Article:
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A rendering of AirTrunk’s 150-megawatt data centre in Johor Bahru

August 24, 2023 - Data centre operators in Asia Pacific are turning to the region’s emerging markets for expansion as a dearth of land parcels and available power creates headwinds in mature locations, according to a report by Cushman & Wakefield.


Indonesia, Malaysia, the Philippines and Thailand are all on track to more than double their operational capacity over the next five to seven years, the consultancy said in its Asia Pacific Data Centre Update. Malaysia’s Johor and Indonesia’s Jakarta are each poised to exceed 500 megawatts of operational capacity in the next few years, bringing them closer to regional powerhouses Beijing, Shanghai, Singapore, Sydney and Tokyo — cities that together account for 62 percent of APAC’s current operational capacity.


Significant land banking in mature markets and growing data consumption are leading operators to explore secondary markets, said Pritesh Swamy, Cushman & Wakefield’s director of data centre research and advisory for APAC and EMEA.


“The potential capacity of land banks in some mature markets is greater than the combined total capacity of both under-construction and planned pipelines,” Swamy said Thursday in a release. “While it could take more than 10 years to develop these land banks, operators have started to explore other locations.”


Room to Grow

Cushman’s Maturity Index, which rates data centre cities based on their anticipated evolution over the next five to seven years, shows that plenty of development headroom remains in APAC compared with other regions, Swamy said.


“The opportunity for growth is quite significant,” he said. “If we look at the US, Northern Virginia alone has around 3GW, which is one-third of the cumulative capacity across Asia Pacific, while the entire US market has almost 10GW in operational capacity. Considering that Asia Pacific’s population is around ten times greater than that of the US, we are far behind in terms of the overall capacity we may need.”


In the index’s powerhouse category, Beijing leads all Asian cities with 2,773MW of IT capacity across operational, under-construction, planned and land-banked facilities, followed closely by Tokyo’s 2,674MW.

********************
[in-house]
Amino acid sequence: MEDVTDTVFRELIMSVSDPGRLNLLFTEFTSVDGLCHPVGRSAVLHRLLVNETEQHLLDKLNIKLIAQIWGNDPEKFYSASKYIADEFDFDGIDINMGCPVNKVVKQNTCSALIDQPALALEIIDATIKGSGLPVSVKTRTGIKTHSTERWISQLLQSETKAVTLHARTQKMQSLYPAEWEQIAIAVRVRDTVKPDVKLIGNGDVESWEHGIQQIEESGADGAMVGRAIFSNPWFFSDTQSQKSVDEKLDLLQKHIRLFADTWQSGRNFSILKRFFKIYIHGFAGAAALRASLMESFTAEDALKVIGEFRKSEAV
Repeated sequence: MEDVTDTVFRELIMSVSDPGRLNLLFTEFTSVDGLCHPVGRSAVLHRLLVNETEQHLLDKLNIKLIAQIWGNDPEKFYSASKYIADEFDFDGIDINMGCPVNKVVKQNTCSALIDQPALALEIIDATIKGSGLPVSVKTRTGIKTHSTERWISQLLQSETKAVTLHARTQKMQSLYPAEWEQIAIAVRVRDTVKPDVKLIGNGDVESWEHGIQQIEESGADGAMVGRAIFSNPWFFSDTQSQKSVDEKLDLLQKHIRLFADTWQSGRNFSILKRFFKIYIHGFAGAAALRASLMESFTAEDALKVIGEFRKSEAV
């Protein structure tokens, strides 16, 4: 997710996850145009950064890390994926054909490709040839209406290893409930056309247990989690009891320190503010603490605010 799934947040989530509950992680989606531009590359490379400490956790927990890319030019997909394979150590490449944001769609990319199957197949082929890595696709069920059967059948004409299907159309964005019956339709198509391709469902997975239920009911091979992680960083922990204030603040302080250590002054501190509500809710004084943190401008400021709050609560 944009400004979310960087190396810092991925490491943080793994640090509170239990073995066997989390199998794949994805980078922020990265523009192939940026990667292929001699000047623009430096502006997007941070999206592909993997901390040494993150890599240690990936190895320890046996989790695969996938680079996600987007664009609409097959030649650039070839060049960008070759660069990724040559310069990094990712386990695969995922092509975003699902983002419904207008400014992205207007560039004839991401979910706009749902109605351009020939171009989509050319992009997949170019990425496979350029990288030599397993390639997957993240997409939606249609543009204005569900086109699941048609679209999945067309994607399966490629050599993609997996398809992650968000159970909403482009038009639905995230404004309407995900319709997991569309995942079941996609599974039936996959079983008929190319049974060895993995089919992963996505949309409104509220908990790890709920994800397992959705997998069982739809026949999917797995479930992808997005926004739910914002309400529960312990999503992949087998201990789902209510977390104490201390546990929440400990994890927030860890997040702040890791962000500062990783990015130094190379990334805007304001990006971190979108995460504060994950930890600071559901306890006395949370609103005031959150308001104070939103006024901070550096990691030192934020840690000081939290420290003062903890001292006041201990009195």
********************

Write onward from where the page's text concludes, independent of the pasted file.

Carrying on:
Interestingly, the gauge places Mumbai (2,120MW) ahead of Sydney (2,030MW) and just behind Shanghai (2,170MW), owing to the Indian megacity’s under-construction pipeline of 342MW — the largest in APAC.


Singapore, newly emerged from a three-year moratorium on new data centres, is set to become the next 1GW-plus market in 2024 with its 83MW currently under construction. The city-state’s operational capacity of 917MW already leads all APAC markets outside of mainland China.


Hyperscaling Up

Cushman’s report revealed that the scale of individual data centres in APAC is on the rise. Within the top five markets, the average size of under-construction facilities is 20MW — up from an average of 15MW for data centres currently in operation.


Across the broader Asia Pacific region, data centres under construction average 14.5MW in planned capacity, or 57 percent higher than the average of 9.2MW for operational data centres.


Some of the biggest projects under construction are by Australian hyperscale specialist AirTrunk, which is developing 408MW of total capacity in Japan, 150MW in Johor and 123MW in Sydney.


According to Swamy, cities with populations exceeding 1 million are often seen as strategic locations for smaller data centres.


“Smaller data centres can be used to cater for the local population or as a way for operators to show their enterprise clients that they have a presence in strategic markets and growth corridors,” he said.

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